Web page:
The origin and elements of Aromatherapy can be traced back to nearly 3000 years before Christ, when the earlier Egyptians used the elements of Aromatherapy in their daily lives. Documented records show that Egyptians burned incense made from aromatic woods and additional herbs to honor their gods.
Also imperial harems and guest houses used many aromatic oils very profusely to satisfy numerous important guests. Aromatherapy has its roots in the most ancient healing and therapeutic practices. Healing plants are used to cure many ailments and used in many sacred rituals to evoke separate states of consciousness.
Elaborate religious ceremonies were performed in Egyptian temples, where the dead King was mummified and surrounded with exotic necessary oils. Egyptians believed very firmly that essential oils have an unusual preserving property when added with other spices.
Embalming was one of the principal uses of aromatherapy, preserving the fabric of the bodies for thousands of years. The oils and resins used were so powerful, that in the 17th century mummies were sold in Europe and doctors distilled them for use in their medicines.
Aromatherapy truly emerged from the smoky temples of Egypt 6,000 years ago. Egypt was the motherland of medicine, pharmaceutics, cosmetics and perfumery. Trading was flourishing and traders arrived for trade from all over the world by land and sea to deliver flowers, herbs and plants. Priestesses and priests strictly supervised the delicate preparations in the temples and palaces, reading formulas and chanting incantations and hymns, as substances were measured and combined with ultimate precision.
Purification processes went on for months until the right, perfect subtle blend was achieved.
The Babylonians went so far as to perfume the mortar with which they built their temples – an art they handed down to the Arabs who built their mosques in the same aromatic way. In India the early temples were built entirely of sandalwood, ensuring an aromatic atmosphere at all times.
The use of aromatherapy spread from Egypt to Israel, China, India and the Mediterranean. Every culture, from the most backward to the most up to date, developed their own set of practices. Greek physicians and military surgeons were employed by the Romans every where in the empire. After the fall of the Roman Empire, the science spread to the Arab countries, where medicine men devoted them to the bygone art of alchemy, perfecting the art of distillation and extraction.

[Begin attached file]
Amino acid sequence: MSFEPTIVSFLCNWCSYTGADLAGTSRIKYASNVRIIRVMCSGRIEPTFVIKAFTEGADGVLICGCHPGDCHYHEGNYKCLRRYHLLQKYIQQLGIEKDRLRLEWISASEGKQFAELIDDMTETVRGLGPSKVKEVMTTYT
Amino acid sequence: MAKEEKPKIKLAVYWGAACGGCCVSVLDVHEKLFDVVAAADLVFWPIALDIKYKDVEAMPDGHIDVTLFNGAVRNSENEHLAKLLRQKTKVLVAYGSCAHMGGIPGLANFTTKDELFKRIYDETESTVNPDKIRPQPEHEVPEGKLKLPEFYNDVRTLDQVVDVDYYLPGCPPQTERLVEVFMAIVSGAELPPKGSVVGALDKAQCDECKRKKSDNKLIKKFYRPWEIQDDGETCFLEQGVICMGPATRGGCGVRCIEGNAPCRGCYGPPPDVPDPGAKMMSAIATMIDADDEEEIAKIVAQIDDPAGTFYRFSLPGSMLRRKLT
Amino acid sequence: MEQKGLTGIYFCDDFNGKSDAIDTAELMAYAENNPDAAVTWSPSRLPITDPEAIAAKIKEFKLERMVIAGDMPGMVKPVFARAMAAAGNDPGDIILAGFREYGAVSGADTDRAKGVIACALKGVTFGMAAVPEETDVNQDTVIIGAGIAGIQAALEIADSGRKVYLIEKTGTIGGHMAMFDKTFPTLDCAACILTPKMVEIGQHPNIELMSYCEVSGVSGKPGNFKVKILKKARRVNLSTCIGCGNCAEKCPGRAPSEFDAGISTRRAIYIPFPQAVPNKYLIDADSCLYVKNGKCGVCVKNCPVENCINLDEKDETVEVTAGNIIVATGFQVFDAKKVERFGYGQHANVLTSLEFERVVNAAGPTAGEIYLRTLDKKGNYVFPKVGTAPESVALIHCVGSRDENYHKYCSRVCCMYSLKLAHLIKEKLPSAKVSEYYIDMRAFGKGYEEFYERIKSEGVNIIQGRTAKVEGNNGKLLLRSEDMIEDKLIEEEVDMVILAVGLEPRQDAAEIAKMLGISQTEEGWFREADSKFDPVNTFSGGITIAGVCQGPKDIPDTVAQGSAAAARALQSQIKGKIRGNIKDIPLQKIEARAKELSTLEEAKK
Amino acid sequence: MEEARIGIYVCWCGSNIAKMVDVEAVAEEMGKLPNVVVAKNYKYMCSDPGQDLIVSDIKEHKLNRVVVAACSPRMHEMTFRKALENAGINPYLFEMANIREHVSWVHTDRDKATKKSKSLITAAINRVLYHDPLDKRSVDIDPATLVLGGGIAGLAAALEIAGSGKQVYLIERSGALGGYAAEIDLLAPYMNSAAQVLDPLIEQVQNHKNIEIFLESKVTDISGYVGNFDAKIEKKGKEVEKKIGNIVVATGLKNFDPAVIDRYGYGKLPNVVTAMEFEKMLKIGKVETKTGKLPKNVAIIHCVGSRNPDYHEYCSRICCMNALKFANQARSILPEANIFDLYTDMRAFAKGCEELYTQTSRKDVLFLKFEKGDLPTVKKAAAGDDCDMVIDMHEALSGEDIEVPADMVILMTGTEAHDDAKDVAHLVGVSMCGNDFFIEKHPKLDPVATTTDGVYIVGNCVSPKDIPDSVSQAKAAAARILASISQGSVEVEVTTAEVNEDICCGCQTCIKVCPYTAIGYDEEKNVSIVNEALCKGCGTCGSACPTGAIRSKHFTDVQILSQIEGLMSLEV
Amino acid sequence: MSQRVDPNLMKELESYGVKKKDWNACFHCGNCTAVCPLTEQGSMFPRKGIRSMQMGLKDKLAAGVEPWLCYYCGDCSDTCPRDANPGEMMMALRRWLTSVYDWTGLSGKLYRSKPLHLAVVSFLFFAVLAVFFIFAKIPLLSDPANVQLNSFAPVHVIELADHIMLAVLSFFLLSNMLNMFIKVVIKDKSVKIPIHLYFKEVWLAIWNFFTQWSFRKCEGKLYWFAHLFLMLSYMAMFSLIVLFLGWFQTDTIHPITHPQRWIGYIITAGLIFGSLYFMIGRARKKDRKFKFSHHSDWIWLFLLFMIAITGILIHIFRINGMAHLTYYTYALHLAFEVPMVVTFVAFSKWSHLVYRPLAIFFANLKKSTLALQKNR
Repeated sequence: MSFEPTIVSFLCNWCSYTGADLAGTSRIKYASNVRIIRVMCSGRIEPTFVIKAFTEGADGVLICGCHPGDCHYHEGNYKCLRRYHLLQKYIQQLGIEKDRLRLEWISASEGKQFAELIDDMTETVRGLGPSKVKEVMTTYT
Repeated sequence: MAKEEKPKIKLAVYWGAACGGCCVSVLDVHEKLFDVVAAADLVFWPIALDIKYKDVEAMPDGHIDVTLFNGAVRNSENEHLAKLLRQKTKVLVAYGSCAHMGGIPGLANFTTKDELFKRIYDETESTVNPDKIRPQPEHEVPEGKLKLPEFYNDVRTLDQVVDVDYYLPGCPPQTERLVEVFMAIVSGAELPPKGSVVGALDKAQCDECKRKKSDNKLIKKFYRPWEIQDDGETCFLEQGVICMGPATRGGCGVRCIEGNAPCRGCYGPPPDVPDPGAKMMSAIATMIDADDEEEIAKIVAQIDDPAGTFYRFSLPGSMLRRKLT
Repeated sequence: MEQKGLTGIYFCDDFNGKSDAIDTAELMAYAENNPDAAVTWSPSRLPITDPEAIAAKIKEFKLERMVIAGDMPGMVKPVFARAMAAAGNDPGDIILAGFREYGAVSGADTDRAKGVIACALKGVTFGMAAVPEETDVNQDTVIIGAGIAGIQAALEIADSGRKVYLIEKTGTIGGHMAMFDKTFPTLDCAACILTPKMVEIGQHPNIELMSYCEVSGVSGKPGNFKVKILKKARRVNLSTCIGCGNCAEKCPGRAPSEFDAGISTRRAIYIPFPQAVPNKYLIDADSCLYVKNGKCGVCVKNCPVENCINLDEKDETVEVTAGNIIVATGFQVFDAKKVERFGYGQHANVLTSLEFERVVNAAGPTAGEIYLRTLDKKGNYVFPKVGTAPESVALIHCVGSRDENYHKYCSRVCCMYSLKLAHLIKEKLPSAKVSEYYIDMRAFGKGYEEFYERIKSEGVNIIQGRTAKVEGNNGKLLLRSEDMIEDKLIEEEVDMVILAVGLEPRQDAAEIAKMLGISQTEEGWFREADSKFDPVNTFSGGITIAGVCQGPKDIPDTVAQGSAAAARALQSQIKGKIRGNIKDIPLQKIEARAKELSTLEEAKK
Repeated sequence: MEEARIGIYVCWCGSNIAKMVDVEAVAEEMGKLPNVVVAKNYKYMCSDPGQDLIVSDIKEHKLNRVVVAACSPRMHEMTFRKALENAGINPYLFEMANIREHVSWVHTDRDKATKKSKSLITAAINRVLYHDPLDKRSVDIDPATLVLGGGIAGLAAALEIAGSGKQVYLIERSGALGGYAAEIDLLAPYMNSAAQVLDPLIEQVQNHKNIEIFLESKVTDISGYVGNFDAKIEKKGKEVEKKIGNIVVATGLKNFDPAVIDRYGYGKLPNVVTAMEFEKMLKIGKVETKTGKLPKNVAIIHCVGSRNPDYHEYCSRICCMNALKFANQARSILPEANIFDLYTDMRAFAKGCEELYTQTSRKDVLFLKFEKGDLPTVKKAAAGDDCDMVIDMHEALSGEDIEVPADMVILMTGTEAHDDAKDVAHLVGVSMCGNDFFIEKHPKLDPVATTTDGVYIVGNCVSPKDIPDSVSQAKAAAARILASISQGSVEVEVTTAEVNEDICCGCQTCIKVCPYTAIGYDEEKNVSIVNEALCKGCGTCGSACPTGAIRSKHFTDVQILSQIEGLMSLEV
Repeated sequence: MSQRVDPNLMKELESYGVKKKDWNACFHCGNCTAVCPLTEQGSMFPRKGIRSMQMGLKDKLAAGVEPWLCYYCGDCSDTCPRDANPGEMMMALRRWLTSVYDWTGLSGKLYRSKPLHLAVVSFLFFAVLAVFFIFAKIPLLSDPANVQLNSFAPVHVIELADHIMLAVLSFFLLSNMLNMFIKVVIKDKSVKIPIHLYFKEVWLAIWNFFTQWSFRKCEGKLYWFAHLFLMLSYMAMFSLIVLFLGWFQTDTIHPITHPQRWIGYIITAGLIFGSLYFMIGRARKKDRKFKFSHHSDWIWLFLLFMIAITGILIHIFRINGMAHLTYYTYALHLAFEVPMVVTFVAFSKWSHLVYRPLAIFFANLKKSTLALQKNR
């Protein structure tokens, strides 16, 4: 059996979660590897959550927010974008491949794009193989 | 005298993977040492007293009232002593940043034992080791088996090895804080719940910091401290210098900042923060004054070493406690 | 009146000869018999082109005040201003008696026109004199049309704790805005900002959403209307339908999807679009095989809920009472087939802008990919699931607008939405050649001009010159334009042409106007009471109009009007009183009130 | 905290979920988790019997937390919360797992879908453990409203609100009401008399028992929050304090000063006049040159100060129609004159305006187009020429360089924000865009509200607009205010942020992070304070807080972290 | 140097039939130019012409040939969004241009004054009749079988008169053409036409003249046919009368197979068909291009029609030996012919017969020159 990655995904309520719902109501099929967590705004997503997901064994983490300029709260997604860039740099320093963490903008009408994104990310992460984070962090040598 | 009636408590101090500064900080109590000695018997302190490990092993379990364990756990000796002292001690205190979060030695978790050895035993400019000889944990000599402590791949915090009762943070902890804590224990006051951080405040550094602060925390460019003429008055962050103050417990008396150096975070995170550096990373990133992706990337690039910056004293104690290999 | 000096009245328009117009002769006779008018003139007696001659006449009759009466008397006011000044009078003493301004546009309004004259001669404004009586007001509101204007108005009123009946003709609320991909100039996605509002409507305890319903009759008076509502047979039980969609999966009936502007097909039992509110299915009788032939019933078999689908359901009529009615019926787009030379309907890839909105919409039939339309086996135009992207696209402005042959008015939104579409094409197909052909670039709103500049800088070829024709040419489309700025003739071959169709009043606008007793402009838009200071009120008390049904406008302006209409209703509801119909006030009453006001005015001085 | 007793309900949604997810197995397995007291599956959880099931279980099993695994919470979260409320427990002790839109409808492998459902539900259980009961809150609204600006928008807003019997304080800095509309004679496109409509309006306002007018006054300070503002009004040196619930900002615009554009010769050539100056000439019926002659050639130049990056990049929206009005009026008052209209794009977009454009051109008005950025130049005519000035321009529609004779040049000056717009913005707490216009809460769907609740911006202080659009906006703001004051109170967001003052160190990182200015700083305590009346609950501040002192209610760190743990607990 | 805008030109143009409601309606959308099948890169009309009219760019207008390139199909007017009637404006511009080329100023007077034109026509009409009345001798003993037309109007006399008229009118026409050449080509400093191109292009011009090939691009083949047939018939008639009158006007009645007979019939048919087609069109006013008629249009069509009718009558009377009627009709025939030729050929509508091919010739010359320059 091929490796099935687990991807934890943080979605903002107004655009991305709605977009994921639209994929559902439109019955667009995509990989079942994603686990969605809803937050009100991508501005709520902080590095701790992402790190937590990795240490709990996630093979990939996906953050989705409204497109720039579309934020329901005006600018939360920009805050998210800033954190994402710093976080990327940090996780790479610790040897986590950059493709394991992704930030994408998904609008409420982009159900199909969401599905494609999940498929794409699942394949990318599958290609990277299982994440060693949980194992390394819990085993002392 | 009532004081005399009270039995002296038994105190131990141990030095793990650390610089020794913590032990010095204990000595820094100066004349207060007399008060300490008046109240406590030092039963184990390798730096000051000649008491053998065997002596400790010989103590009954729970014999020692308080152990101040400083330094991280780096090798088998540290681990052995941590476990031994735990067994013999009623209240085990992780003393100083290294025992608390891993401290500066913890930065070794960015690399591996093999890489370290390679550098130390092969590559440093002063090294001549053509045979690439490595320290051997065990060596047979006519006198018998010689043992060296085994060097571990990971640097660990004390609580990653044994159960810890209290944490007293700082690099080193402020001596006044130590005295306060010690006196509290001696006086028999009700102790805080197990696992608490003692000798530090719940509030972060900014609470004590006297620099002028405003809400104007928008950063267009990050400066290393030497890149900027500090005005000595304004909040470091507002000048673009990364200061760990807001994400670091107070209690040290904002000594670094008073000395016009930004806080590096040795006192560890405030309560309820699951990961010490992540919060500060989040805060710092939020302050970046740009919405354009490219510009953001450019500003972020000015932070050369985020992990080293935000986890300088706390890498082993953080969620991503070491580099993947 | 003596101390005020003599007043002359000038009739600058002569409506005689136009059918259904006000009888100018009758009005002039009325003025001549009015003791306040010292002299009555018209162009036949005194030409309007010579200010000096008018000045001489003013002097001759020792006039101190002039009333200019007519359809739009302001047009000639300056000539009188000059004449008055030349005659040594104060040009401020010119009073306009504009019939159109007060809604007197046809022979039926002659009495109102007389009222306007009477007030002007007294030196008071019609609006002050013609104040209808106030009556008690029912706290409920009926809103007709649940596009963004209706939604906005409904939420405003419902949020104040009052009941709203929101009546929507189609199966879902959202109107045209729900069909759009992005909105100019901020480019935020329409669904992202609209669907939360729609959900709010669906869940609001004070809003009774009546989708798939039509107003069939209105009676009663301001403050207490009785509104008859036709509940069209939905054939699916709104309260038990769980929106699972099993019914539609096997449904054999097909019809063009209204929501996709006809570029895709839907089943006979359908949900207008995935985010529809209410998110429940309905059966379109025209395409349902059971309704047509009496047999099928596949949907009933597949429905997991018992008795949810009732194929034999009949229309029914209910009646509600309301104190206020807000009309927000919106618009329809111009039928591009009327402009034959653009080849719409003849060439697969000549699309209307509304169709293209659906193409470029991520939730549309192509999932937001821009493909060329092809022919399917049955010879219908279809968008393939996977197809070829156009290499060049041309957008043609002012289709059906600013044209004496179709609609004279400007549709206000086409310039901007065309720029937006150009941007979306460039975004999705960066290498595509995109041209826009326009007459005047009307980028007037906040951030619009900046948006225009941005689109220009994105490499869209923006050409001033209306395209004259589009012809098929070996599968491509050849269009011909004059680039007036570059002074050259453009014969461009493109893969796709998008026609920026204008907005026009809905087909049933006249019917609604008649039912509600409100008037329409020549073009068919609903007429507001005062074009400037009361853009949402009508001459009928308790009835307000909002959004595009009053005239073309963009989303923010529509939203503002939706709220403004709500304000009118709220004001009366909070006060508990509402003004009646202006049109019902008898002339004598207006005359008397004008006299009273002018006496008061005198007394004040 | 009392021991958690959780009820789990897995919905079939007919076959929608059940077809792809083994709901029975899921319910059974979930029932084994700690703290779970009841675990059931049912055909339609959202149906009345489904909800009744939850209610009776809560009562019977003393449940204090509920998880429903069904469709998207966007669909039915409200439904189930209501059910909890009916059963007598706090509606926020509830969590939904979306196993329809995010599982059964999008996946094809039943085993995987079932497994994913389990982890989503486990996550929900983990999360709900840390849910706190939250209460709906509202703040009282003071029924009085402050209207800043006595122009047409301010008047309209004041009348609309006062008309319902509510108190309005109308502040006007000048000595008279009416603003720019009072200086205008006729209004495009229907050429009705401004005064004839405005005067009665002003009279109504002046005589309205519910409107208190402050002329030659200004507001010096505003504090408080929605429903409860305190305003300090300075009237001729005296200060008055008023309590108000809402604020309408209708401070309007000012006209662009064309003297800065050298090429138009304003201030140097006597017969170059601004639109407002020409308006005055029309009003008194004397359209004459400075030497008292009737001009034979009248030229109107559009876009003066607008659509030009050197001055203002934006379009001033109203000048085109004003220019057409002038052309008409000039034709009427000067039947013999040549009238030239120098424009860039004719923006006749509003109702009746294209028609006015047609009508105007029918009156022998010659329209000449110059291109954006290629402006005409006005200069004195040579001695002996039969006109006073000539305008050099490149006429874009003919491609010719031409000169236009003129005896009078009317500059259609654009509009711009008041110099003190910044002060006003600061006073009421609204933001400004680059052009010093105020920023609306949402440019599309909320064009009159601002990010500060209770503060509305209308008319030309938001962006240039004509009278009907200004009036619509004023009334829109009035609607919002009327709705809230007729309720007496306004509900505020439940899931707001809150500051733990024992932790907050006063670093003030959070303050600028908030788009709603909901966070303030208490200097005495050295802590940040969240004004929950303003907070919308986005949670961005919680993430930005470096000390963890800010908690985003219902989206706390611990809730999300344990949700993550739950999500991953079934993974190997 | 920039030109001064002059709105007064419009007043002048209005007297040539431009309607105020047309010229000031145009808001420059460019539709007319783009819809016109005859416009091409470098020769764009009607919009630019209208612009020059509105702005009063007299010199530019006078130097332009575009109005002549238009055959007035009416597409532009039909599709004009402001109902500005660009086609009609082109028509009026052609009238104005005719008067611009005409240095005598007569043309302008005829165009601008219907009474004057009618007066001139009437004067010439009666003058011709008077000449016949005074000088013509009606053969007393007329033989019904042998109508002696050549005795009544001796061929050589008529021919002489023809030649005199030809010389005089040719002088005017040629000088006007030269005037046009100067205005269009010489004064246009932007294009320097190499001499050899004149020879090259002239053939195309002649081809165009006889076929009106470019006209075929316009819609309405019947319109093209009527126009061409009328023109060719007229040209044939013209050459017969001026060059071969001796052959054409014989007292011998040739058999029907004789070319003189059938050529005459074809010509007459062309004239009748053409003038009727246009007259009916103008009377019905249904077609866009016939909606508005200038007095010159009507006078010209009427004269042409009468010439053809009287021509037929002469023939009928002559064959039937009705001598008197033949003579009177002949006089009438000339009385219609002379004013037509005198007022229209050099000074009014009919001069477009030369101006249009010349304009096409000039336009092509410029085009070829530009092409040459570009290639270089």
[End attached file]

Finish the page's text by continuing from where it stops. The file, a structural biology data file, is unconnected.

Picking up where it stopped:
Hippocrates, the farther of medicine, said that “the way to health is to have an aromatic bath and scented massage every day.” As far back as the fourth century BC, he recognized that burning certain aromatic substances offered protection against contagious diseases.
For many centuries essential oils were the only remedies for widespread diseases and conditions. During the dreaded Black Plague, very few became ill, who in fact were associated with perfumeries and glove industries where these oils were in profuse use. During the 19th century, with the development of modern science, all forms of herbal medicine disappeared until the 1920s, when French chemist Gatefosse revived the art, giving it the name Aromatherapy.
India was one of the few countries where the custom was never lost, Avurveda being the most ancient medical practice in the world today. Aromatherapy is now used in hospitals, offices, clinics and homes all over the world. Aromatherapy acts as a span between the new and old, most of the industries use these oils for various blends and concoctions, which contribute cure and relief for a number of complications.
- The Complete Book of Essential Oils and Aromatherapy
- Incense Warehouse
Almost anyone can enjoy the benefits of an aromatherapy oil, but certain individuals, such as pregnant women, persons with allergies, and those with respiratory conditions such as asthma should only use essential oils for aromatherapy under the guidance of a trained professional.
Keep in mind that essential oils are highly concentrated botanical extracts and should never be ingested or applied to skin at full strength. Consult a professional aromatherapist or an accredited reference on aromatherapy for advice on these uses.